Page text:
As part of NASCAR’s 75th anniversary season, Chicago is hosting the first-ever NASCAR Cup Series Street Race this weekend. The highly-anticipated race has required a great deal of preparation from NASCAR, the city of Chicago, and the racers themselves.
On Saturday, July 1, the Rising Stars of NASCAR will compete in the 55-lap (121 miles) NASCAR Xfinity Series’ The Loop 121 race. The Biggest Names in Racing will take to the track on Sunday, July 2 for the NASCAR Cup Series’ Inaugural Grant Park 220, a 100-lap race (220 miles).
In both races, the competitors will speed past and through many of the city’s most renowned downtown landmarks, from Michigan Avenue to South Lake Shore Drive, with the start-finish line near Buckingham Fountain. Explore a virtual tour of the course and seats on the NASCAR Chicago website.
Chicago Prepares for NASCAR
The Chicago Race Weekend is a part of NASCAR’s mission in the past few years to bring the racing sport to new fans. As a result, an expansion of road course and street racing has occurred, along with innovative additions like the Bristol Dirt Race and the Busch Clash at LA Memorial Coliseum.
The announcement that a street course would be added to NASCAR’s national series was unveiled in June 2022. As Ben Kennedy, NASCAR senior vice president of racing development and strategy, explained, “Adding a street course to the schedule I think is going to continue to make it probably the most diverse motorsports schedule that exists out there today, and we’re really excited about that.”
Chicago officials have been ramping up preparations for the race in the past few months, with the Chicago Department of Transportation first ensuring that repairs on the course streets were completed. In early May, the highly-trafficked Columbus Drive was temporarily closed down so crews could lay a new, nearly pitch-black pavement for the race.
In the past few weeks, road closures have ramped up as large grandstands and racecourse walls are going up in and around Grant Park. Once completed, the 22.1-mile racecourse will be enclosed by 2,000 concrete barriers, each weighing 10,000 pounds. High fencing and track walls are also being built along the course to withstand debris from crashes.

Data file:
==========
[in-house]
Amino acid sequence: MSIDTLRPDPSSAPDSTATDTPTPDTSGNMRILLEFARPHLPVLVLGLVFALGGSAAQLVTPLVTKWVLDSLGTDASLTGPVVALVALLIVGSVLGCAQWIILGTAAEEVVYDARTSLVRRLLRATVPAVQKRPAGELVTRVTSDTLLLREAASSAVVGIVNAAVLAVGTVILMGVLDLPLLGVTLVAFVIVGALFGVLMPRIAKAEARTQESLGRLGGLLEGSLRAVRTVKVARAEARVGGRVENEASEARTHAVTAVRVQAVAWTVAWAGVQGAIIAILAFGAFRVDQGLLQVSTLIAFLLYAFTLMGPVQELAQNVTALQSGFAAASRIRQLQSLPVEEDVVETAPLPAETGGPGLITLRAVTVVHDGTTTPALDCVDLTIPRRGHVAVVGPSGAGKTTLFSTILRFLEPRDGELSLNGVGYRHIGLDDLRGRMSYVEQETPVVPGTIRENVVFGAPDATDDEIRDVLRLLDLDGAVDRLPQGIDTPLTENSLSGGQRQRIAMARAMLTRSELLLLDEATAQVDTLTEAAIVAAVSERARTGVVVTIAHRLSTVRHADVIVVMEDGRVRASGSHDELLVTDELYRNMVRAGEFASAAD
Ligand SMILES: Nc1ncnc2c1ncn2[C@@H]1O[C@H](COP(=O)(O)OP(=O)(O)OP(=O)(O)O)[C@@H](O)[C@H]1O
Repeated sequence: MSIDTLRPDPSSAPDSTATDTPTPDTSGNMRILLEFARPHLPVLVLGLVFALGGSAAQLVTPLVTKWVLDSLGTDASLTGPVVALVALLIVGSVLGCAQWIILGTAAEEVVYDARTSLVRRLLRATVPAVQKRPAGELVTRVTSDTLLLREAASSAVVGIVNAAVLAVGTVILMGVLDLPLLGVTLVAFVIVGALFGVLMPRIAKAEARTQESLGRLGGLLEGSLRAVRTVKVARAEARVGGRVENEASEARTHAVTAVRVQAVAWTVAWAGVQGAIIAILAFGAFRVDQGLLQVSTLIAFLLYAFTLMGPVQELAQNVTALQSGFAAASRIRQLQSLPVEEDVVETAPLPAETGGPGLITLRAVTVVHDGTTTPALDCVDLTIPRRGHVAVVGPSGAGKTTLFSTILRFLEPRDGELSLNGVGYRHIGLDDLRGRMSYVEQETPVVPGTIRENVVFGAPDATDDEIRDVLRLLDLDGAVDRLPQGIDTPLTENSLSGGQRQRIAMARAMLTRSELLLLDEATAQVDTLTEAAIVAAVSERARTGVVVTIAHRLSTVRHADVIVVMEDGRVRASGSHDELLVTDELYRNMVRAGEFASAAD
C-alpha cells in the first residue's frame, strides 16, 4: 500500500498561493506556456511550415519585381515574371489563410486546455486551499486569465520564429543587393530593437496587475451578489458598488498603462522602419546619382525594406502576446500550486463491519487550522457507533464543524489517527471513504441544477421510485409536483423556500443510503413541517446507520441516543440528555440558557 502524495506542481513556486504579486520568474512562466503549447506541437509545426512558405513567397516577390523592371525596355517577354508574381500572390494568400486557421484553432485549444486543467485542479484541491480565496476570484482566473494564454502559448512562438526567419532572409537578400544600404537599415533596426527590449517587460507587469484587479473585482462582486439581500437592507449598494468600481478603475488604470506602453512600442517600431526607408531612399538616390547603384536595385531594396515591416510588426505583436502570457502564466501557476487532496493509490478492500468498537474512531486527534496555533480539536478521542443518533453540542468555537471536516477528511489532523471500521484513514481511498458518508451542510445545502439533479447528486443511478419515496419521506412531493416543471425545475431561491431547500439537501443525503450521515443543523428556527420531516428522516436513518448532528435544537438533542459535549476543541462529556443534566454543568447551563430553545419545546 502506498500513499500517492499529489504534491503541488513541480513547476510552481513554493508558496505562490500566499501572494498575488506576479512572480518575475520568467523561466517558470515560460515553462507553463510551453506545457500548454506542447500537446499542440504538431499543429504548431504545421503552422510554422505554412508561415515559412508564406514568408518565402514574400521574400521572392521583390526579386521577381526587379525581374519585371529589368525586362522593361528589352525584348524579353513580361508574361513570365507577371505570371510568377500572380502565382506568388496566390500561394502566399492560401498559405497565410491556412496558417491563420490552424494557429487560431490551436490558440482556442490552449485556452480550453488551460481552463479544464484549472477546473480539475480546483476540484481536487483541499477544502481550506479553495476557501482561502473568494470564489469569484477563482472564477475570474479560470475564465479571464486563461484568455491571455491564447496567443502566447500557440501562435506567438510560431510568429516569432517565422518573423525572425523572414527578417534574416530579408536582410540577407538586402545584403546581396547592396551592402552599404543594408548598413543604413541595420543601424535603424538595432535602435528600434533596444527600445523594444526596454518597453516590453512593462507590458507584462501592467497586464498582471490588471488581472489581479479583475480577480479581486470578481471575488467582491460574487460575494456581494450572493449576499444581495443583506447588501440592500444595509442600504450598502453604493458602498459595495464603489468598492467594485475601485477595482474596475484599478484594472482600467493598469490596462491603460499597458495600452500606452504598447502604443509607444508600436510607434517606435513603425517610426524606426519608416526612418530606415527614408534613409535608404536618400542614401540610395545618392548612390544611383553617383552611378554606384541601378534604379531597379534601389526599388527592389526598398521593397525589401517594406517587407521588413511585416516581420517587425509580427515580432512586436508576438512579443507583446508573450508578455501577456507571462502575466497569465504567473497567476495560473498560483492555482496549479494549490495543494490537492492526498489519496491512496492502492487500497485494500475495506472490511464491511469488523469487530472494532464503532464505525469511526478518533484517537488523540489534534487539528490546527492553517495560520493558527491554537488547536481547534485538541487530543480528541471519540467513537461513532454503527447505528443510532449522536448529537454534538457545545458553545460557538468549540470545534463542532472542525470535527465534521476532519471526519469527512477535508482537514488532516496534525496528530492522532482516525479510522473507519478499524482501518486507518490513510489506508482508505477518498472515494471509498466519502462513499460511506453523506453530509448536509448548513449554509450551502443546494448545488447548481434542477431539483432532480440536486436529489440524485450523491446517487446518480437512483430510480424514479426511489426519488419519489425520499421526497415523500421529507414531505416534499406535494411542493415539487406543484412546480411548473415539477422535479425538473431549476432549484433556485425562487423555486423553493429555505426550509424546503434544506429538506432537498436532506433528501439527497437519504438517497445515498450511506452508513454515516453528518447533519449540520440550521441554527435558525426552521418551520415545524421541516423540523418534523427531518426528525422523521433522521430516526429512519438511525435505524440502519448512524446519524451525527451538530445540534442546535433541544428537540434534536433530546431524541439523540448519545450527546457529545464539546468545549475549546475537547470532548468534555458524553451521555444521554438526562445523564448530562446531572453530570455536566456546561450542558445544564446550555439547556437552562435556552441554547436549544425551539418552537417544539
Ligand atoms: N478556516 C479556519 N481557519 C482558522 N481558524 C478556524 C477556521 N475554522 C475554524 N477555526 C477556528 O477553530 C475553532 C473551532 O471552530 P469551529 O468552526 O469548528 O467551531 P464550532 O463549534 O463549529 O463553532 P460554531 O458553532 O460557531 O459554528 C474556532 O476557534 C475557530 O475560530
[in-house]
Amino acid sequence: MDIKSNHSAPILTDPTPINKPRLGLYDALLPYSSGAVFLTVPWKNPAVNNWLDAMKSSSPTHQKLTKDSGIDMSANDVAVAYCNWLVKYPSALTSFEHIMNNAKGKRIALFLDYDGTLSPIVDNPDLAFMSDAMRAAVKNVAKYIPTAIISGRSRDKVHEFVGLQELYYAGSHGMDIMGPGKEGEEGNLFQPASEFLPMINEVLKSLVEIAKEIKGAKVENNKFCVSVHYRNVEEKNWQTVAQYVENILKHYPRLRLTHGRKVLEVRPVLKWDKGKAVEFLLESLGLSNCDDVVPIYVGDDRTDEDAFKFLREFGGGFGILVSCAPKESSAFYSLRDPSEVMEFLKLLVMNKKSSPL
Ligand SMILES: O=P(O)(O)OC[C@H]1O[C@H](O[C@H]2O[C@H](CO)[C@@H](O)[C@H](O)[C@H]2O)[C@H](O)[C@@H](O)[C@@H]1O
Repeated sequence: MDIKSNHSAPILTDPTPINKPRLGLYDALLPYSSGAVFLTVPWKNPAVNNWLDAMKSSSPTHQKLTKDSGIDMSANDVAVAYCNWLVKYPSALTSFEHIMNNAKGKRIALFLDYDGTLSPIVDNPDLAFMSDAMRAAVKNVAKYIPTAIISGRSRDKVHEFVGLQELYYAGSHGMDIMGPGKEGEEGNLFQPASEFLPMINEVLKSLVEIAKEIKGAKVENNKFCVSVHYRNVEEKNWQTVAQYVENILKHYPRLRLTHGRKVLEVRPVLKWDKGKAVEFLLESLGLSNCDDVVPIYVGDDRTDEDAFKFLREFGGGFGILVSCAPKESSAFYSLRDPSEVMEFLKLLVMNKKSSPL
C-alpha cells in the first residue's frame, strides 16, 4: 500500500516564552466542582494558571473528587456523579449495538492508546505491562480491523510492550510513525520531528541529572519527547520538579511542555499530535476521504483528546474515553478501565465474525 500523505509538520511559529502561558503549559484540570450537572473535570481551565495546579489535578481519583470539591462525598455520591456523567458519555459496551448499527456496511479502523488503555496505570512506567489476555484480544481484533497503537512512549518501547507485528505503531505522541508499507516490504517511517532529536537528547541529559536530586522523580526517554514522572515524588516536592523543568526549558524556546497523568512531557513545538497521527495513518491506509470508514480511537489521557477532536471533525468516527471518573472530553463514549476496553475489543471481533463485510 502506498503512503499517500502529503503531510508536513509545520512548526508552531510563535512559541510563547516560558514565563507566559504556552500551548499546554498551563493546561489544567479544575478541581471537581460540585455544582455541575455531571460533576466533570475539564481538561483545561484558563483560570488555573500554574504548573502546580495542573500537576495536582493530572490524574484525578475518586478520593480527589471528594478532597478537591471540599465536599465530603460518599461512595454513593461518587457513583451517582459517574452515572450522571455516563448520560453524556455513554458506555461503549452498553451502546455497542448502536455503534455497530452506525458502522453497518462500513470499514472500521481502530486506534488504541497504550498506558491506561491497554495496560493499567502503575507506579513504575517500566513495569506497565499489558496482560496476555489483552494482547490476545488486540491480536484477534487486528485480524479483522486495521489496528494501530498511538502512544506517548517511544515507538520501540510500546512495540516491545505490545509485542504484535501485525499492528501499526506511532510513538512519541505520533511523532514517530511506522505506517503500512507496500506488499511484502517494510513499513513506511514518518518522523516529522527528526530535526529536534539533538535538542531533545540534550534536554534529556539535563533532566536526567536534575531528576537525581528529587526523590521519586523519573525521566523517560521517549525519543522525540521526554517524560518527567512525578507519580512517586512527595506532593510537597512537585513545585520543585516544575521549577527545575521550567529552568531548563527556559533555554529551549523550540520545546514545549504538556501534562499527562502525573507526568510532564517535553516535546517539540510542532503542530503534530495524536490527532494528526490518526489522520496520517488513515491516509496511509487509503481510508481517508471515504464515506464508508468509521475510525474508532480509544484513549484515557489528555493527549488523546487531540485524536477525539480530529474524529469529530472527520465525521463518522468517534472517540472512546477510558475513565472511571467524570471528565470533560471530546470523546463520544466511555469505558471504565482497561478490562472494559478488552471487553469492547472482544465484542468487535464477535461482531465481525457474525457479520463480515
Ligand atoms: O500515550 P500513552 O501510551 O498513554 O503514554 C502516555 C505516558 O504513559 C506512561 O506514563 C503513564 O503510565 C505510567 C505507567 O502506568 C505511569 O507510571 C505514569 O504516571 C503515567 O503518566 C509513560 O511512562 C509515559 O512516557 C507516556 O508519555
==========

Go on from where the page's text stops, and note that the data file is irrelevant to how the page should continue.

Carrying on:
To further ensure safety, approximately 200 traffic aides will be working double shifts on race weekend to ensure the race goes smoothly, and some police officers will fill traffic-control gaps. Once the race is over, NASCAR will be responsible for fixing any damage to Chicago’s streets.
What NASCAR Drivers Think
As for the NASCAR drivers themselves, the new Chicago course presents uncharted territory. Unlike a road course race, street circuit races require more precision and alertness from drivers. This debut brings numerous unknowns, making Chicago a prime example of a potential wild-card race, according to NASCAR.
Former Cup Series driver Dale Earnhardt Jr. even predicted the track to be one of the toughest challenges for NASCAR drivers after he took a test drive on the course. Earnhardt commented, “We want to put drivers through some of the toughest challenges we can, and I think this track will do that. There’ll be some guys that really like it. There will be some guys that find it really challenging and miserable.”
One of the drivers who is racing this weekend, AJ Allmendinger, also got a chance to see the course layout in May. Like Earnhardt Jr., Allmendinger predicts a tricky race, noting that the course is very technical. Allmendinger explained, “…I like the way – at least driving around in a car … there’s a lot of sections that are super wide, which are not what you would expect from a street course, but there’s also a lot of real tight corners as well.”
Allmendinger also added his excitement about this addition to the NASCAR series. He stated, “Especially the day and age we live in, it’s not just about the race for everybody. It’s about what the experience is and it’s a party, right?…. It’s what’s going to bring the hardcore and maybe even somewhat casual fan in.”